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Acting on a recommendation of Gov. Lamar Alexander, the Tennessee Board of Education has approved a computer-literacy plan that would require 15 hours of instruction each year for students in the 7th and 8th grades.

The program, called "Computer Skills Next," was developed by a 16-member committee appointed by the board.

It established the committee last summer, after the Governor asked members to consider a computer-literacy program for junior-high-school students.

Part of the committee's task was to work out a definition of computer literacy. "We've tried to define computer literacy as understanding the history and development of computers, their basic function and operation, and being able to understand simple programs," said Robert L. McElrath, state commissioner of education.

The committee recommended that the state begin phasing in the program in 1983, and make it mandatory by the 1985-86 school year.

Training personnel to instruct the students would be a major component of the plan. The committee suggested 60 experts be trained to teach 700 local computer-resource specialists who would work with students. The group also recommended providing all 4,300 7th- and 8th-grade teachers in the state with two days of computer-literacy training.

The committee estimated that about 4,430 microcomputers would be needed to put the plan into effect. It must first be funded by the state general assembly.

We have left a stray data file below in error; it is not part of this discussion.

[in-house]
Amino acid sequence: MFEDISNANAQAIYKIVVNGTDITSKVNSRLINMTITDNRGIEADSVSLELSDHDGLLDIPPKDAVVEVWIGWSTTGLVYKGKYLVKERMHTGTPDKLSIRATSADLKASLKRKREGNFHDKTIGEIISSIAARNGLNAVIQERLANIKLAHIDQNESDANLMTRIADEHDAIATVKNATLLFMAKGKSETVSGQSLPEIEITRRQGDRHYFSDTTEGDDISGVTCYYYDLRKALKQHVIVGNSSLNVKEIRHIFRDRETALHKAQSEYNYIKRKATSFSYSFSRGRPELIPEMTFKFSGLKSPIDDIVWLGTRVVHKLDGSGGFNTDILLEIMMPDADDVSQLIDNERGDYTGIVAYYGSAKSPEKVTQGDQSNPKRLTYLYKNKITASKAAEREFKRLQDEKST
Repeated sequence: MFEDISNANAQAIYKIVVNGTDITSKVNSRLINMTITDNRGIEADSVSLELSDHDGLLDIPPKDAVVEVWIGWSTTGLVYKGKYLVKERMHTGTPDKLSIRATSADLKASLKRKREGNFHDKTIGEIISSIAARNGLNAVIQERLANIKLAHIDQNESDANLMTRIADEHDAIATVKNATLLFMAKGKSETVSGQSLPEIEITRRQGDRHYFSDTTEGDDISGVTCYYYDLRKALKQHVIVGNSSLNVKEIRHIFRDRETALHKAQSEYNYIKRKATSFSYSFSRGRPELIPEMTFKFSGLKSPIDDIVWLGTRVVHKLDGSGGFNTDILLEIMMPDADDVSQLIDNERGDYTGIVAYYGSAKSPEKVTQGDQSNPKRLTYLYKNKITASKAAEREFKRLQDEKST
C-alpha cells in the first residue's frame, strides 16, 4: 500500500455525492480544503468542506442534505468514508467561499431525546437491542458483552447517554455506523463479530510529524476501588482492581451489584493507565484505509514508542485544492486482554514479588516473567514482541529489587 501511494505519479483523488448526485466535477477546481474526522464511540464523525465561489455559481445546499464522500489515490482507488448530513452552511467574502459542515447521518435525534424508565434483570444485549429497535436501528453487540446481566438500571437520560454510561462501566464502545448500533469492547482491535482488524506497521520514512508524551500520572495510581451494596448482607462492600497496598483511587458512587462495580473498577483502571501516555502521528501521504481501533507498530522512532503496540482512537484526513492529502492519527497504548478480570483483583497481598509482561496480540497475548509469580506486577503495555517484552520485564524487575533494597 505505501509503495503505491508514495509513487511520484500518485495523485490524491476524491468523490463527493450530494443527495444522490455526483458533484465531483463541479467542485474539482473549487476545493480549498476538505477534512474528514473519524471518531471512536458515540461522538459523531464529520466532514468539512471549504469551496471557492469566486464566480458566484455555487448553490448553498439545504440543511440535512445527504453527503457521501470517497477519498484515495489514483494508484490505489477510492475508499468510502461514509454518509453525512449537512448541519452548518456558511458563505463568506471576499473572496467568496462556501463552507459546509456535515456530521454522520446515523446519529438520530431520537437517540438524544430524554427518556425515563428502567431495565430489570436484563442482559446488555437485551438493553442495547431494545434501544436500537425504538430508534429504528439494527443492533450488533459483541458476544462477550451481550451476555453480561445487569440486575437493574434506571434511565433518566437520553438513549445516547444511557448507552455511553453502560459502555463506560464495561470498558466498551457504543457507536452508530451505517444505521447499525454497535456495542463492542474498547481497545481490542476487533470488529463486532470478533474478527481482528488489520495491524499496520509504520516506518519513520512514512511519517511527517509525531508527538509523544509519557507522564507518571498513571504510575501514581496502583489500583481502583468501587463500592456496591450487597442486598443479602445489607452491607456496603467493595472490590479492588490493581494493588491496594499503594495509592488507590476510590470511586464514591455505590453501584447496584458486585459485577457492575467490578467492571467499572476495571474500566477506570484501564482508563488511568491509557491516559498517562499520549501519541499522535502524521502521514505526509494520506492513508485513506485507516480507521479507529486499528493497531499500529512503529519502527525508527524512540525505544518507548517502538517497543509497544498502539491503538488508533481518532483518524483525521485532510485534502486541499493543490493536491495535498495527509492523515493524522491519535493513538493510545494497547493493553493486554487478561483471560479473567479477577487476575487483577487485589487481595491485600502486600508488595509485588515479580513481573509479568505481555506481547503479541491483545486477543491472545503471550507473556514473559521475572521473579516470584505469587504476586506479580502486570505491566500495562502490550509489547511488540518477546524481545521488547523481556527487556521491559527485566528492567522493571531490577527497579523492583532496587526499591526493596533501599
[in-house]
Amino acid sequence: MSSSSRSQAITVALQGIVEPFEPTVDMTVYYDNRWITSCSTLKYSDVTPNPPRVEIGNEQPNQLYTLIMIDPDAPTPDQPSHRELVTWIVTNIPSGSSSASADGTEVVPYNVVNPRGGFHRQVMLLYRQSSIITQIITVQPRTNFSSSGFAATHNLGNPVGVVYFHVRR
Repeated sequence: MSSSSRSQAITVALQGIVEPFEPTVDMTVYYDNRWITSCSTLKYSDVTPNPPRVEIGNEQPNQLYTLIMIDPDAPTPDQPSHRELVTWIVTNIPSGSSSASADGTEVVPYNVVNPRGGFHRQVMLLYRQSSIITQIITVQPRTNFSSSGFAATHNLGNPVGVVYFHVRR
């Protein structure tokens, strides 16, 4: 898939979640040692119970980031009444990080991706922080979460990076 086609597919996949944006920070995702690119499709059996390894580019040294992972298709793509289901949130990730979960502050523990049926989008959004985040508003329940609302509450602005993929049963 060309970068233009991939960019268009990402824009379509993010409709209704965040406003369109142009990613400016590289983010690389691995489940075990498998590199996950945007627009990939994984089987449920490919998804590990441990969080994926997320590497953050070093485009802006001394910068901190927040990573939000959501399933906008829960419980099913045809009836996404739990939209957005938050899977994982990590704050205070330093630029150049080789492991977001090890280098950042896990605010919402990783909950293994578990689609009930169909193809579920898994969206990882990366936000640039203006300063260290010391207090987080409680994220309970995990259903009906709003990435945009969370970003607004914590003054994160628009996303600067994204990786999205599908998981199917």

The Maryland Court of Appeals ruled last month in favor of two school psychologists (and the school board that employed them) named in an ''education malpractice" suit by the parents of a handicapped student who said their child was improperly placed in classes for the mentally retarded.

In a 4-to-3 decision, the court said the Montgomery County school dis-trict cannot be sued unless the action against the student was taken maliciously.

The court said that unless there is clearly malicious intent, school districts should be immune from "education malpractice" suits.

The student, known only as John Doe, was diagnosed in 1967 by the school district as "retarded or borderline intellectual level functioning."

A year later, a private physician diagnosed his condition as dyslexia, a neurological disorder, not related to intelligence, that impairs a person's ability to read.

The student graduated from high school in 1979, reading at a third-grade level.

In the dissenting opinion, the minority said the case involved medical--not educational--malpractice, "a cause of action that has long been cognizable in Maryland courts."

John Domingus, attorney for the "Doe" parents, said the parents intend to appeal the decision of the Maryland court to the U.S. Supreme Court.

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